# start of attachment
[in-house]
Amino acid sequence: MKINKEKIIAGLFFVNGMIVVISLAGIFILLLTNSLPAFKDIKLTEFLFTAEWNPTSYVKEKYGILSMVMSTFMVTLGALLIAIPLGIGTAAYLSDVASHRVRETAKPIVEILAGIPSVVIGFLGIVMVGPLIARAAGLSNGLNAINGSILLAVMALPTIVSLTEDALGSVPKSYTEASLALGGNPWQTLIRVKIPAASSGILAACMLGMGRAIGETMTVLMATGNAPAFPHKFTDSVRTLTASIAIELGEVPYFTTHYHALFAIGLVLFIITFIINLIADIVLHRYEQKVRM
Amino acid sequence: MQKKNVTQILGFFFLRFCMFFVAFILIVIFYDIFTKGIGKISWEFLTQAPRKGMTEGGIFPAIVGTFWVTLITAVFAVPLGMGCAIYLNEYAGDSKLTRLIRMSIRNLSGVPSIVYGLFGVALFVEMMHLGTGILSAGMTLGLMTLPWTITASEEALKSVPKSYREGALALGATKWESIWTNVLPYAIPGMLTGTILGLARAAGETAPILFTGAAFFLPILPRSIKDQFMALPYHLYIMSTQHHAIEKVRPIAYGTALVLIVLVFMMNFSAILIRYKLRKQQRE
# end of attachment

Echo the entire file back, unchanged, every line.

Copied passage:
[in-house]
Amino acid sequence: MKINKEKIIAGLFFVNGMIVVISLAGIFILLLTNSLPAFKDIKLTEFLFTAEWNPTSYVKEKYGILSMVMSTFMVTLGALLIAIPLGIGTAAYLSDVASHRVRETAKPIVEILAGIPSVVIGFLGIVMVGPLIARAAGLSNGLNAINGSILLAVMALPTIVSLTEDALGSVPKSYTEASLALGGNPWQTLIRVKIPAASSGILAACMLGMGRAIGETMTVLMATGNAPAFPHKFTDSVRTLTASIAIELGEVPYFTTHYHALFAIGLVLFIITFIINLIADIVLHRYEQKVRM
Amino acid sequence: MQKKNVTQILGFFFLRFCMFFVAFILIVIFYDIFTKGIGKISWEFLTQAPRKGMTEGGIFPAIVGTFWVTLITAVFAVPLGMGCAIYLNEYAGDSKLTRLIRMSIRNLSGVPSIVYGLFGVALFVEMMHLGTGILSAGMTLGLMTLPWTITASEEALKSVPKSYREGALALGATKWESIWTNVLPYAIPGMLTGTILGLARAAGETAPILFTGAAFFLPILPRSIKDQFMALPYHLYIMSTQHHAIEKVRPIAYGTALVLIVLVFMMNFSAILIRYKLRKQQRE